|If you like Doom with a soft melancholic texture, then go blindly for Dreams
After Death, you won’t regret the visit.|
|Funeral Doom is like Janus, the ancient Roman God: it’s a two-faced genre. Janus
looked to the past and to the future at the same time. Funeral Doom opens the
gates to two different realms: one is made of cold marble, gleaming under tragic
skies; it’s the face Shape of Despair, Colosseum or Longing For
Dawn wear with honour. The other passage is more obscure, it leads to
inhospitable regions haunted by pests and vermin; Wormphlegm, Of Darkness
and Thergothon look in that direction.|
Admittedly, Funeral Doom is often conceived by both fans and artists as a testimony of a dignified grief. What also can produce fake watered-down elegies. You will guess just from the name of the band that the one-man project Dreams After Death builds on that first idea of Funeral that I described: it’s all solemn, sober and wrapped in Victorian violet velvet.
’Embraced by the Light’ is yet again another hint towards the band’s scope: The music strives to develop a majestic aura, making an intensive use of deep layers of dramatic keyboards, rustling like a warm night wind; they flow so gently that you barely notice their ever-present undulations. As the cover art suggests too, Dreams After Death’s ambition is to plunge you in a trance- like state, flooding you with cosmic rays of a Divine Light. I have to admit that the music does meet the challenge and lives up to the expectations.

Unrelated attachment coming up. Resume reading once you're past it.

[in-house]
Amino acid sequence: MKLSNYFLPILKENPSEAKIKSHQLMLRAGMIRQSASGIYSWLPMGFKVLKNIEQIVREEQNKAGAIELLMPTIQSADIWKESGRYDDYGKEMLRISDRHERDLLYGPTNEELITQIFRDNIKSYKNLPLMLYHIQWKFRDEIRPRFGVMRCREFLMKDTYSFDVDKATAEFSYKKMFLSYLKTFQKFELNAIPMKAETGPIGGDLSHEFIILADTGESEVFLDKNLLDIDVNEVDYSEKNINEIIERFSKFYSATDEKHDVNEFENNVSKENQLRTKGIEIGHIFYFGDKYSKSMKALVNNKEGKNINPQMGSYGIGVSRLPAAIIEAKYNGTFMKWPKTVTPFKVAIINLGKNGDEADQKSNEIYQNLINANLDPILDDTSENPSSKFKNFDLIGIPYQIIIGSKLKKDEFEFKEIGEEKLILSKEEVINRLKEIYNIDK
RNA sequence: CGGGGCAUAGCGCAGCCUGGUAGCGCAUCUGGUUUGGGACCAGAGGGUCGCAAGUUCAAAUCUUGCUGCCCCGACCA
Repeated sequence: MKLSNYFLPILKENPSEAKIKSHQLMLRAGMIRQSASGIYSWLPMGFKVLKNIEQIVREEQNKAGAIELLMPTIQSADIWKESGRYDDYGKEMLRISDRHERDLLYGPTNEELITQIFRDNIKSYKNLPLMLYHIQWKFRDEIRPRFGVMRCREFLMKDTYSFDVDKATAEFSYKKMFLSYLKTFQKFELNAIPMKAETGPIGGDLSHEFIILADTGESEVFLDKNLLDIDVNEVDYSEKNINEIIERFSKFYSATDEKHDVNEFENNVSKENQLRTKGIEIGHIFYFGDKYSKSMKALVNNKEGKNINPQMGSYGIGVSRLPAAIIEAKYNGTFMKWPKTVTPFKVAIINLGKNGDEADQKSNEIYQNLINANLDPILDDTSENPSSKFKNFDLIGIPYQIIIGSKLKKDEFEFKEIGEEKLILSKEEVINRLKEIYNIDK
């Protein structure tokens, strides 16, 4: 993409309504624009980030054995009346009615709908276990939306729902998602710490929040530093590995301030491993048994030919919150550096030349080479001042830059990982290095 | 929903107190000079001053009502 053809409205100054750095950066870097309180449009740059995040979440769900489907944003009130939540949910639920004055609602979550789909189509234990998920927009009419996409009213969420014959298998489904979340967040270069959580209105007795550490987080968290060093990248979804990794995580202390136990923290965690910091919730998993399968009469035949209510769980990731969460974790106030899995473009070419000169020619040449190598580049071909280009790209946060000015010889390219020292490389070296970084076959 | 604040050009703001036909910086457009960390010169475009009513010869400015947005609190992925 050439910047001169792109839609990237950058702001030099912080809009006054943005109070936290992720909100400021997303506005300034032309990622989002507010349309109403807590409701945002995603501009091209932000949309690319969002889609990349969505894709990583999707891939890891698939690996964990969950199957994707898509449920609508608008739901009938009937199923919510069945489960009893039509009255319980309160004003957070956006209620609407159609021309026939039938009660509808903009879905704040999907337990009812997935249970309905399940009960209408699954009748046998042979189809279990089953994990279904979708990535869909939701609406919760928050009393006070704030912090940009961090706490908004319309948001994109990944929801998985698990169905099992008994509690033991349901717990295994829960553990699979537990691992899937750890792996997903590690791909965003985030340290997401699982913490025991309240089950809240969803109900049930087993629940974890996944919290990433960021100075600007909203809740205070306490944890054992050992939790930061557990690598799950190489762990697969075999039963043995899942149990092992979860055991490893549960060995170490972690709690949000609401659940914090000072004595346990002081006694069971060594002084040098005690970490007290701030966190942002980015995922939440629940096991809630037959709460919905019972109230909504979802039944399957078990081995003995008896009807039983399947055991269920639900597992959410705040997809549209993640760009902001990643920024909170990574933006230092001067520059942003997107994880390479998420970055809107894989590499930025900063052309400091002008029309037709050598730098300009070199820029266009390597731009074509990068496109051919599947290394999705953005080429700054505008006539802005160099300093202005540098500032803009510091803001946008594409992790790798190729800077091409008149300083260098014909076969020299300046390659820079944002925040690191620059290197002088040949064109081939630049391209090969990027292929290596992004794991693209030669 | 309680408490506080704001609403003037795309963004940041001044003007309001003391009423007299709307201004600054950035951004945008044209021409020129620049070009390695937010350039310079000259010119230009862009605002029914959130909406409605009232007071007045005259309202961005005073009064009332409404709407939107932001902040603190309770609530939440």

András Illés is a skillful singer, songwriter and multi-instrumentist. His songwriting, implementing the grand scheme conceived from the start, is very mellow and soft; all roughness is kept aside, carefully planed. This is an aspect you have to deal with because for the rest, it is very well thought-out, modulating the musical progression that is structured in different emotional zones: somber when the deep growls grumble the bitter-sweet lyrics, smooth and deeply layered when the soaring leads let echo their ample chords, liturgical when the violins weep and intimate when the piano enters the dance and makes you want to lie in your coffin and close the eyes for some time.
Sweet dirges have a heady perfume, they teach you to love the mystery surrounding us; Dreams After Death’s music releases that very scent; Illés has managed to avoid the trap of bombast that turns marble into plastic and Funeral Doom into a vulgar sham. ’Embraced by the Light’ is his first full-length album and I can say that it is in every aspect a success. If you can tolerate Doom with a soft melancholic texture, if you like also The Howling Void, a band that Dreams After Death owes a lot to, then go blindly for it, you won’t regret the visit.
3. Meeting with the Ancestors
4. The Endless Time
5. From Time Immemorial
6. Outer Space
Duration : Approx. 57 minutes
Visit the Dreams After Death bandpage.